Human fetal muscle cell isolation
Human de-identified, discarded fetal tissue was collected under a protocol approved by the Committee of Clinical Investigation at Boston Children's Hospital (IRB-P00020286). Primary tissue was dissociated into mononuclear cells, then cells were frozen and stored in an ultralow freezer at −140°C as previously described (Pakula et al., 2019). For purification of myogenic cells, frozen cells were thawed and plated overnight in DMEM-high glucose (4.5 g) media supplemented with 20% fetal bovine serum (FBS) and antibiotics. Cells were purified using FACS as described in Pakula et al. (2019) using APC anti-human CD56 antibody, Clone HCD56 (BioLegend, 318310) and PE anti-human CD82 antibody, Clone ASL-24 (BioLegend, 342103). Antibodies were added at a concentration of 5 µl antibody per million cells, as recommended by the manufacturer. Double-positive (CD56+CD82+ sorted cells were plated overnight in DMEM high glucose media before injection in animals. For injections, sorted human fetal cells were trypsinized and resuspended in physiological-grade saline at a concentration of 100,000 cells/15 µl.
RNA was extracted from cells using Trizol (Invitrogen) or the NucleoSpin RNA XS RNeasy Mini Kit (Macherey-Nagel). RT-PCR was performed on total RNA using QuantiFast SYBR Green RTPCR kit (Qiagen) and gene-specific primers (Primer-BLAST and Qiagen; Table 1) and run on a LightCycler 480II (Roche). Human GAPDH was used as a gene of reference and relative changes were calculated according the ΔΔCt method.
Cell cultures were fixed for 20 min in 4% paraformaldehyde (PFA). Cultures were rinsed three times in PBS, followed by blocking buffer composed of Tris-buffered saline (TBS) supplemented with 10% FBS and 0.1% Triton X-100. Primary antibodies were diluted in blocking buffer and incubated overnight at 4°C. Cultures were then washed three times with TBST (TBS supplemented with 0.5% Tween-20) and incubated with secondary antibodies (1:500) and DAPI (5 μg/ml) in blocking buffer for 1 h at room temperature. Cultures were ultimately washed with TBST followed by PBS, before analysis. Dissected TA muscles were prepared for cryosections (10 μm) as previously described (Mathew et al., 2011). Slides were fixed in 4% PFA in PBS for 15 min at room temperature followed by 3 min of permeabilization with 0.5% Triton X-100. After fixation, slides were washed twice with PBS and blocked in 10% FBS-PBS-0.1% Triton X-100 for 30 min at room temperature. Slides were incubated with primary antibodies diluted in blocking buffer at 4°C overnight. They were then washed three times for 5 min in PBST (PBS and Tween 0.1%), and the corresponding secondary antibodies were applied for 2 h at room temperature. Sections were mounted with SouthernBiotech mounting medium (0100-01).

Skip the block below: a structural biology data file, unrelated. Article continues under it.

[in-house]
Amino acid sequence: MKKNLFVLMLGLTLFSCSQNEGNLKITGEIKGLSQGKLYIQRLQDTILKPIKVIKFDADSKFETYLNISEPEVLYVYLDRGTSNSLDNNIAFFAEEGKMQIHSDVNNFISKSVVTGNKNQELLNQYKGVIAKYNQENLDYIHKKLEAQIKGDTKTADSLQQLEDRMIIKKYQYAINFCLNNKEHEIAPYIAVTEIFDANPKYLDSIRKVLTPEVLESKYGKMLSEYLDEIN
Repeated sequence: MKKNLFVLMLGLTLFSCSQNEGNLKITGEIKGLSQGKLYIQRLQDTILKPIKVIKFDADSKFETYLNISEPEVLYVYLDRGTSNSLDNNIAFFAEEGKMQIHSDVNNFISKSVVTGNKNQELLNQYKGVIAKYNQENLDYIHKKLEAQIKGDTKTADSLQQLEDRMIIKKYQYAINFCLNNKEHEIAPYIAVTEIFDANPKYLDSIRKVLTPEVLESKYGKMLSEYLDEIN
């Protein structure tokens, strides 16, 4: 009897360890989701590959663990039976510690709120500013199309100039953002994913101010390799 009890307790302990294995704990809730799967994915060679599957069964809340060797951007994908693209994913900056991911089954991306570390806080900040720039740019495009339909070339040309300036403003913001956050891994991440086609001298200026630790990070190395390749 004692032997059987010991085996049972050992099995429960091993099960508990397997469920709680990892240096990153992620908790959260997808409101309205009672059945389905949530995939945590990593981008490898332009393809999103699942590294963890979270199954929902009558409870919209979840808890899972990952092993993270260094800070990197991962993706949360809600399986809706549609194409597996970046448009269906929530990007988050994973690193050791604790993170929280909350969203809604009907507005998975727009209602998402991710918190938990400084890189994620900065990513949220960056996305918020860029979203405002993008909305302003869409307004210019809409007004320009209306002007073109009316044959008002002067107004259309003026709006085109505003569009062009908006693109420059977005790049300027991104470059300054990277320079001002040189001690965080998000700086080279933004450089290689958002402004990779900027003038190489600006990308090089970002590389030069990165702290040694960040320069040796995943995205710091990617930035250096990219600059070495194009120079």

Antibodies used in this study are rabbit anti-myogenin (Santa Cruz Biotechnology, M-225, 1:200), mouse anti-myogenin (Developmental Studies Hybridoma Bank, F5D, 1:200), mouse anti-Pax7 (Developmental Studies Hybridoma Bank, Clone Pax7, 1:100), chicken anti-laminin (LSBio, LS-C96142, 1:500), chicken anti-GFP (Abcam, ab13970, 1:800), mouse anti-Fast MyHC (Sigma-Aldrich, MY-32, 1:500), mouse anti-human spectrin (Leica, NCL-SPEC1, 1:100), mouse anti-dystrophin (Leica, NCL-DYS1, 1:20), rabbit anti-human lamin A/C (Abcam, ab108595, 1:50) and rabbit anti-human lamin B2 (Cell Signaling Technology, 12255S, 1:50). The secondary antibodies used in this study are donkey anti-mouse IgG Alexa Fluor 488 conjugate (Thermo Fisher Scientific, R37114, 1:1000), goat anti-chicken IgY (H+L) Alexa Fluor 647 (Thermo Fisher Scientific, A-21449, 1:500), anti-mouse Dylight 549 (Jackson Immunoresearch, 1:500) and anti-rabbit Alexa fluor-488 diluted (Jackson Immunoresearch, 1:500).
Image acquisition and processing
Live or fixed bright-field and fluorescent images were acquired on either a Zeiss Axiovert, Evos FL or a Zeiss LSM780. Images were processed using Adobe Photoshop/Illustrator, and quantification and measurements were carried out using the Fiji software (Schindelin et al., 2012).
DNA content analysis
hiPSC-derived primary muscle cultures were dissociated using collagenase and trypsin as described above. PAX7Venus+ cells were isolated using flow cytometry. Propidium iodide staining was performed as previously described (Kim and Sederstrom, 2015). In brief, isolated PAX7Venus+ cells were fixed in ice-cold 70% ethanol followed by incubation at −20°C for 2 h. Cells were washed twice with PBS supplemented with 2% FBS and 1 mM EDTA. Cells were then stained in 50 μg/ml propidium iodide (ReadiDrop, Bio-Rad, 1351102) supplemented with 100 μg/ml RNase and 2 mM MgCl2 for 20 min. Propidium iodide-stained cells were analyzed using flow cytometry (S3e™ Cell Sorter, Bio-Rad). Three independent experiments were performed and mean±s.d. was calculated.